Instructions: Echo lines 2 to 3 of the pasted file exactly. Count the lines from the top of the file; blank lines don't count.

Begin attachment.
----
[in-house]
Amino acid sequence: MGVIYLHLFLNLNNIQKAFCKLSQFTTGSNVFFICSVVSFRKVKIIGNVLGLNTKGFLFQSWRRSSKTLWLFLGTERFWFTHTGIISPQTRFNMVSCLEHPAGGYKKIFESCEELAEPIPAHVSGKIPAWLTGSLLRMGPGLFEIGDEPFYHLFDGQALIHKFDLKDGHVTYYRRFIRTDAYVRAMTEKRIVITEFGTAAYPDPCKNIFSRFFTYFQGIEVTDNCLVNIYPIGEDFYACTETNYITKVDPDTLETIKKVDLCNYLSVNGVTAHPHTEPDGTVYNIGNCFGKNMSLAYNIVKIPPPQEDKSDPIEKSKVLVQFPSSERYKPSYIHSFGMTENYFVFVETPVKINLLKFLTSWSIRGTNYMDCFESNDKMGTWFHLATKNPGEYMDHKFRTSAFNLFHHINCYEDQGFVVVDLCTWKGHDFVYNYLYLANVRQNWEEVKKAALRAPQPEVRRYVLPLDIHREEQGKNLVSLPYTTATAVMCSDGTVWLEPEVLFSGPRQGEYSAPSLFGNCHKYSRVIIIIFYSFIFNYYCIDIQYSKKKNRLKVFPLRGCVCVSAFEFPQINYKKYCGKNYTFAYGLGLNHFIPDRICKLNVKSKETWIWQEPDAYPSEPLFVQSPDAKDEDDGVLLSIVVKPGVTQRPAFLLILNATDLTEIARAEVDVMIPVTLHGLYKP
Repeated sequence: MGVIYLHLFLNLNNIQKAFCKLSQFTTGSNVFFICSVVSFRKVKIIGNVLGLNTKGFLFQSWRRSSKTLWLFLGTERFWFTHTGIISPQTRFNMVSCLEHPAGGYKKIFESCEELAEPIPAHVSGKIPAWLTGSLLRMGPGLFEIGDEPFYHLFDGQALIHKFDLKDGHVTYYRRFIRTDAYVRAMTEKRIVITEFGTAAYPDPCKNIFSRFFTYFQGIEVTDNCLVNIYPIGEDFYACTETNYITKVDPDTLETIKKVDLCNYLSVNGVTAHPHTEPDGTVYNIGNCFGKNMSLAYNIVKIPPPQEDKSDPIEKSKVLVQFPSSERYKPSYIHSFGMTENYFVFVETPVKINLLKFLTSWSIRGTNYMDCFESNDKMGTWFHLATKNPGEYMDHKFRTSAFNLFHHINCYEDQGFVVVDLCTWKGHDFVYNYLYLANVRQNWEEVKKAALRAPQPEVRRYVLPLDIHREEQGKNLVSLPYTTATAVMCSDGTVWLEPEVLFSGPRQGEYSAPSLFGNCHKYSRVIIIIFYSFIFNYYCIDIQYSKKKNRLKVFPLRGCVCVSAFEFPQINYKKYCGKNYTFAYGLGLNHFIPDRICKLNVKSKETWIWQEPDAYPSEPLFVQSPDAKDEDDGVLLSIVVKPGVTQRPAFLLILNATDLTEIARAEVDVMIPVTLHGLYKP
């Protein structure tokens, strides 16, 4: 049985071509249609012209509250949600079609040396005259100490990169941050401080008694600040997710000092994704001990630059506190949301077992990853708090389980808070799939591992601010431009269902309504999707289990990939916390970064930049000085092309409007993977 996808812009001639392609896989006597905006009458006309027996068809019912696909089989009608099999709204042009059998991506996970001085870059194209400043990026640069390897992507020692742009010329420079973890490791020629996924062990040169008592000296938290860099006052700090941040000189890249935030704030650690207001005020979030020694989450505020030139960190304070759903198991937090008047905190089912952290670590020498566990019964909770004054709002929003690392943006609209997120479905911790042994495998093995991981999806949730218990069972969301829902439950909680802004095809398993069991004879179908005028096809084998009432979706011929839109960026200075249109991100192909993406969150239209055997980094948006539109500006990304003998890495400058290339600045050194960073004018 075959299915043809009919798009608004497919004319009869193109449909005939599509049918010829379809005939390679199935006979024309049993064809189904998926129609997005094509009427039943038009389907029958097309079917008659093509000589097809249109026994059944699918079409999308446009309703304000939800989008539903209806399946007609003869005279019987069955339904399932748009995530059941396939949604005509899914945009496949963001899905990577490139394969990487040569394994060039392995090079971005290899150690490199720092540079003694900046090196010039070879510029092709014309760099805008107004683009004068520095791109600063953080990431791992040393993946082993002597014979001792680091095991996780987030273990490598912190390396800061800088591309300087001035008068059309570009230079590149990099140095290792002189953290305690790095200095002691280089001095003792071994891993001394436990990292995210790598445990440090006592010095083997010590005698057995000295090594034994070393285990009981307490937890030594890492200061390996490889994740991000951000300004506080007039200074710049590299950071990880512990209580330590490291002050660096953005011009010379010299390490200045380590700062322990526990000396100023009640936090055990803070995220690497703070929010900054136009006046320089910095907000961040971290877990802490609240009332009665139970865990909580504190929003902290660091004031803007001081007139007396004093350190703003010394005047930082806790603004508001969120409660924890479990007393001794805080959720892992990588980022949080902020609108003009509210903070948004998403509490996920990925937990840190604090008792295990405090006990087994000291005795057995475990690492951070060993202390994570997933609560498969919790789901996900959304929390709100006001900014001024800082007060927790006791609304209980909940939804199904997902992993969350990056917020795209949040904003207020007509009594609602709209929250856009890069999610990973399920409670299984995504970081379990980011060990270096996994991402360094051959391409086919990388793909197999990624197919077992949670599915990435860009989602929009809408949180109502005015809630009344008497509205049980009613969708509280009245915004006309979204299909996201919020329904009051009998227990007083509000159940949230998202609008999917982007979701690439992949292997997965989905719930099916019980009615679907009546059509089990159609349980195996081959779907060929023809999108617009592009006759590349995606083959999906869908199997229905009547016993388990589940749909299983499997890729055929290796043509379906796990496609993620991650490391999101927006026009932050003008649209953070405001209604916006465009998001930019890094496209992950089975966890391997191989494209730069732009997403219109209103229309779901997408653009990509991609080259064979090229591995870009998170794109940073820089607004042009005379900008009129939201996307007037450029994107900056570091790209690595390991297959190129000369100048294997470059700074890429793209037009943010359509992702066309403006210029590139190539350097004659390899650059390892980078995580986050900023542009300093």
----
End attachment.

Amino acid sequence: MGVIYLHLFLNLNNIQKAFCKLSQFTTGSNVFFICSVVSFRKVKIIGNVLGLNTKGFLFQSWRRSSKTLWLFLGTERFWFTHTGIISPQTRFNMVSCLEHPAGGYKKIFESCEELAEPIPAHVSGKIPAWLTGSLLRMGPGLFEIGDEPFYHLFDGQALIHKFDLKDGHVTYYRRFIRTDAYVRAMTEKRIVITEFGTAAYPDPCKNIFSRFFTYFQGIEVTDNCLVNIYPIGEDFYACTETNYITKVDPDTLETIKKVDLCNYLSVNGVTAHPHTEPDGTVYNIGNCFGKNMSLAYNIVKIPPPQEDKSDPIEKSKVLVQFPSSERYKPSYIHSFGMTENYFVFVETPVKINLLKFLTSWSIRGTNYMDCFESNDKMGTWFHLATKNPGEYMDHKFRTSAFNLFHHINCYEDQGFVVVDLCTWKGHDFVYNYLYLANVRQNWEEVKKAALRAPQPEVRRYVLPLDIHREEQGKNLVSLPYTTATAVMCSDGTVWLEPEVLFSGPRQGEYSAPSLFGNCHKYSRVIIIIFYSFIFNYYCIDIQYSKKKNRLKVFPLRGCVCVSAFEFPQINYKKYCGKNYTFAYGLGLNHFIPDRICKLNVKSKETWIWQEPDAYPSEPLFVQSPDAKDEDDGVLLSIVVKPGVTQRPAFLLILNATDLTEIARAEVDVMIPVTLHGLYKP
Repeated sequence: MGVIYLHLFLNLNNIQKAFCKLSQFTTGSNVFFICSVVSFRKVKIIGNVLGLNTKGFLFQSWRRSSKTLWLFLGTERFWFTHTGIISPQTRFNMVSCLEHPAGGYKKIFESCEELAEPIPAHVSGKIPAWLTGSLLRMGPGLFEIGDEPFYHLFDGQALIHKFDLKDGHVTYYRRFIRTDAYVRAMTEKRIVITEFGTAAYPDPCKNIFSRFFTYFQGIEVTDNCLVNIYPIGEDFYACTETNYITKVDPDTLETIKKVDLCNYLSVNGVTAHPHTEPDGTVYNIGNCFGKNMSLAYNIVKIPPPQEDKSDPIEKSKVLVQFPSSERYKPSYIHSFGMTENYFVFVETPVKINLLKFLTSWSIRGTNYMDCFESNDKMGTWFHLATKNPGEYMDHKFRTSAFNLFHHINCYEDQGFVVVDLCTWKGHDFVYNYLYLANVRQNWEEVKKAALRAPQPEVRRYVLPLDIHREEQGKNLVSLPYTTATAVMCSDGTVWLEPEVLFSGPRQGEYSAPSLFGNCHKYSRVIIIIFYSFIFNYYCIDIQYSKKKNRLKVFPLRGCVCVSAFEFPQINYKKYCGKNYTFAYGLGLNHFIPDRICKLNVKSKETWIWQEPDAYPSEPLFVQSPDAKDEDDGVLLSIVVKPGVTQRPAFLLILNATDLTEIARAEVDVMIPVTLHGLYKP